Dispatch from the Razor's Edge, the Blog of Michael Stephen Fuchs
Have We Made Things Too Hard?
"Come, eat your food with joy and drink your wine with a glad heart … enjoy life with the woman you love, through all the fleeting life which God has given you in this world, for this is what you are meant to get out of your life of toil under the sun. Throw yourself into any pursuit that may appeal to you, for there is no pursuit, no plan, no knowledge or intelligence, within the grave where you are going."
                 - Ecclesiastes 9:7-10

Specifically, what I mean to ponder is: Has all our scientific and technological progress - in particular, the foundation-rocking understanding of the universe and ourselves that's been granted us by cosmology, astrophysics, geology, evolutionary biology, evolutionary psychology, cognitive neuroscience, etc. - has all of that grand accumulated wisdom left us without a psychic pot to piss in? Without a single mote of solacing dust floating amidst the vast storms of cosmic dust and gamma rays? Bereft of the least psychological comfort blanket to pull up to our chins against the endless, and encroaching, darkness of the void?

Have we simply made it impossible just to get through the frick'n day?

I think we may have. Consider:

News of his demise has been slow to get around, but it's pretty incontravertible. (Nietzche maybe didn't holler loudly enough.) Sure, we may yet stumble upon a supreme architect of the universe out there somewhere, but Ladbrokes is offering about 140 billion to one against and you'd be a sucker to take it. We have a very strong sense that our Father is not in His Heaven because we've actually sent some guys up there to look. Then we pointed telescopes - at pretty much every point on the EM spectrum - out there at all angles, and took a long leisurely gander, and, still, no God. Just void. Sorry. Quaint creation myths and the 21st century are going to have to go their separate ways. It's time to turn Vatican City into a Laser Tag Arena.

(First corollary to GOD IS DEAD)
Whatsoever. We have not been dropped here (or, rather, sprouted here) to fulfill any role of any sort, and nothing whatever is expected of us. There's no Handbook for Using the Universe, nor any Human Being User's Guide (even notional or theoretical ones). Your imprecations to the heavens echo forever; nothing comes back. The universe cares so little about us you can taste it all coppery in your mouth. YOU'RE JUST HERE.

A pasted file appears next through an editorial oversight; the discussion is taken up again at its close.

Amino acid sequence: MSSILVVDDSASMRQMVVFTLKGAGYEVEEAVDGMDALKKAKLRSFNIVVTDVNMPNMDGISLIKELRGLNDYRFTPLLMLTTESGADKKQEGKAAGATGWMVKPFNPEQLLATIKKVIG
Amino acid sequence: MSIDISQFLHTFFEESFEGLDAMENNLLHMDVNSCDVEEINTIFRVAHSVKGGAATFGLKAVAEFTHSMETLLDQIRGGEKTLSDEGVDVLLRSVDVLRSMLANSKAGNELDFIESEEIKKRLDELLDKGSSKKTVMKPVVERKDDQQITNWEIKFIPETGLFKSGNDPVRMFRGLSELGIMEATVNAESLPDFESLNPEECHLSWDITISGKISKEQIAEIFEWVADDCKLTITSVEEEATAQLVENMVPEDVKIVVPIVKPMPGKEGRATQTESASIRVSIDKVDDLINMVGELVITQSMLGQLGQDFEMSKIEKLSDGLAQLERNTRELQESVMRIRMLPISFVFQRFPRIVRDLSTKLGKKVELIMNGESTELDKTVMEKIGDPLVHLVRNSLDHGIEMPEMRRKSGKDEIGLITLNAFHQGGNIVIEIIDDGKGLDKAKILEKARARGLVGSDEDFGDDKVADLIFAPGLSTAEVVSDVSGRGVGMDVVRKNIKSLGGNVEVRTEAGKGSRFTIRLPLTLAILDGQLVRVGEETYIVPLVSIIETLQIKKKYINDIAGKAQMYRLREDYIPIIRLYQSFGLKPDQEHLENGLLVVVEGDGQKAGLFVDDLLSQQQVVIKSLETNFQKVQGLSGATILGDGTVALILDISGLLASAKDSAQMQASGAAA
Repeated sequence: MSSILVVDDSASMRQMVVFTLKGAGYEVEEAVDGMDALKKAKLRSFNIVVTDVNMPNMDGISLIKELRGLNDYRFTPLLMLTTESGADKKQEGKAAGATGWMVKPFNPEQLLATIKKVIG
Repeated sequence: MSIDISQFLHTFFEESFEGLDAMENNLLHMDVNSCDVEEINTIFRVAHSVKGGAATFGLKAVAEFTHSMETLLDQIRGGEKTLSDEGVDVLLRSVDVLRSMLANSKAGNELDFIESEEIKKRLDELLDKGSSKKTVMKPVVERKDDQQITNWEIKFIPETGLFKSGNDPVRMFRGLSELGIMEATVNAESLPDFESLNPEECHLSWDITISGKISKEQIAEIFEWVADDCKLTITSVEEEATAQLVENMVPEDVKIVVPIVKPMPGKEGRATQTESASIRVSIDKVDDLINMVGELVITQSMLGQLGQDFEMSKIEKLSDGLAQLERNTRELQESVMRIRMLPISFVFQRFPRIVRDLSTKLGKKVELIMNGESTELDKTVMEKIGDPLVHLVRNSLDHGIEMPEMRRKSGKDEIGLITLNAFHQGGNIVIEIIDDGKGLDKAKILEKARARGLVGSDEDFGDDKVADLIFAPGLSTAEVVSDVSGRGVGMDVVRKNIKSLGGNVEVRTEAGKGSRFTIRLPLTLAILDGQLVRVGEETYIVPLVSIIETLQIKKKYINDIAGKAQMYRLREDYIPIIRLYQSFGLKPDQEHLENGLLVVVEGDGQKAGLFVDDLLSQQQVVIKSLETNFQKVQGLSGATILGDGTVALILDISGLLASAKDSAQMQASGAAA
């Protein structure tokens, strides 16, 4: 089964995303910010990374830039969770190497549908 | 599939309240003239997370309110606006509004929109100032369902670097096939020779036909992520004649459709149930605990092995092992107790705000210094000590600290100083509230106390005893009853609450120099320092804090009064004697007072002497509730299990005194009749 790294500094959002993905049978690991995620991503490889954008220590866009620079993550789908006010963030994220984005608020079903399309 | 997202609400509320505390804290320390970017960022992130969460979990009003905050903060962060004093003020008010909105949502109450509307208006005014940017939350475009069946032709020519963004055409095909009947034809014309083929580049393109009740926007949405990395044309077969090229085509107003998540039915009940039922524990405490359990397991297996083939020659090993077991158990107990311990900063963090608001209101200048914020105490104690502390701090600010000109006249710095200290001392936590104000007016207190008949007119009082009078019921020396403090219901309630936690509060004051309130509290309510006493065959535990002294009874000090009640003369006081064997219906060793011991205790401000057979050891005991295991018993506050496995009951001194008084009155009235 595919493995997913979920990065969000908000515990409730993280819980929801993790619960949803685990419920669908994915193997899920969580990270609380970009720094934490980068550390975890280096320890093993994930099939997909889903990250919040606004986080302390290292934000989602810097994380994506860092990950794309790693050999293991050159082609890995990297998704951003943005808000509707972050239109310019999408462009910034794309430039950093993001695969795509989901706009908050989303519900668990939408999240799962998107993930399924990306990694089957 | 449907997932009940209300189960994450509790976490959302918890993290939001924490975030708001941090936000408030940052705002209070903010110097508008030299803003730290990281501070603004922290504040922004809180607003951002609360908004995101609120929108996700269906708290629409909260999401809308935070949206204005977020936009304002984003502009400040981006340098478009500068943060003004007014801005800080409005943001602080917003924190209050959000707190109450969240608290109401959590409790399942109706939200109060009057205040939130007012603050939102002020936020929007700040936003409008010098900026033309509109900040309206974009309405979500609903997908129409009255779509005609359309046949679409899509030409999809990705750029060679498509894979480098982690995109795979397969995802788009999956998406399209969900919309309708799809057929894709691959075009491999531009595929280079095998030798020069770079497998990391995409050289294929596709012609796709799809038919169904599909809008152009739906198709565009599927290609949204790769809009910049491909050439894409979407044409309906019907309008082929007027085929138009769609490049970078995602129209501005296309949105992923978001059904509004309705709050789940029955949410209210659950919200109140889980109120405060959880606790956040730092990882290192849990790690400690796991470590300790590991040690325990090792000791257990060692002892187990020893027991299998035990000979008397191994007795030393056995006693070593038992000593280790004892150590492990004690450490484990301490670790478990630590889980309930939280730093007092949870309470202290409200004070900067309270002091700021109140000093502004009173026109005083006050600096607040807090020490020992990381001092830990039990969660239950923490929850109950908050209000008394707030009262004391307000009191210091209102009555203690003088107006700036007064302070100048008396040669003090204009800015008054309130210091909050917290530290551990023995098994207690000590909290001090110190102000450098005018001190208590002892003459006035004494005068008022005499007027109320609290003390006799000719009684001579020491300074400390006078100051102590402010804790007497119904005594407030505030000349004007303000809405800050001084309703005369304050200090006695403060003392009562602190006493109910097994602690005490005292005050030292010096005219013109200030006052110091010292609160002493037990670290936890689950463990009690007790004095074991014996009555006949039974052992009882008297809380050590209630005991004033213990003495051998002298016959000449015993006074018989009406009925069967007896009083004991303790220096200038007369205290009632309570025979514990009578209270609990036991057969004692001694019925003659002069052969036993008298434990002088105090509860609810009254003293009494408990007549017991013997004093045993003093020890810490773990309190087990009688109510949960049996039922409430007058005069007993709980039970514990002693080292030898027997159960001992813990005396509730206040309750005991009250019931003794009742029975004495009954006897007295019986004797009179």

(Second corollary to GOD IS DEAD)
This is the one shot, all you've got. Leukemia? Tough luck, motherfucker. Hacked to death by Hutus? Sucks to be you. You are going the way of all flesh, which is oblivion, and have a nice trip.

(First corollary to THERE IS NO AFTERLIFE)
Lived a noble life and never caught a single break? Sucker. Lied, cheated, stole, and betrayed at every opportunity? You can get away with exactly what you can get away with. There's no karma, either, instant or otherwise (as John Lennon discovered). Virtue is its own reward, or it's not rewarded. Sin is punished, and evil acts avenged, by Delta Force and SEAL Team 6 or not at all. (And don't get me wrong - I for one ardently hope those guys are all in blacked-out helicoptors, all over the world, swooping down on where the mass murderers of Beslan, Madrid, and New York are asleep in their beds.)

(Second corollary to THERE IS NO AFTERLIFE)
The universe created spiders that lay their eggs on trussed-up insects, that later hatch and feed on the living flesh; the universe created cuddly kitties that "play with" (ie recreationally torture) mice before devouring them. Everything in the universe outside of our tenuous cultural playpen is a big "Fuck You" to all our comfortable ideas about morality; and I think perhaps it behooves us to say to the universe, at least on some level, "Fuck you right back. Fuck you, Universe; right in the ear."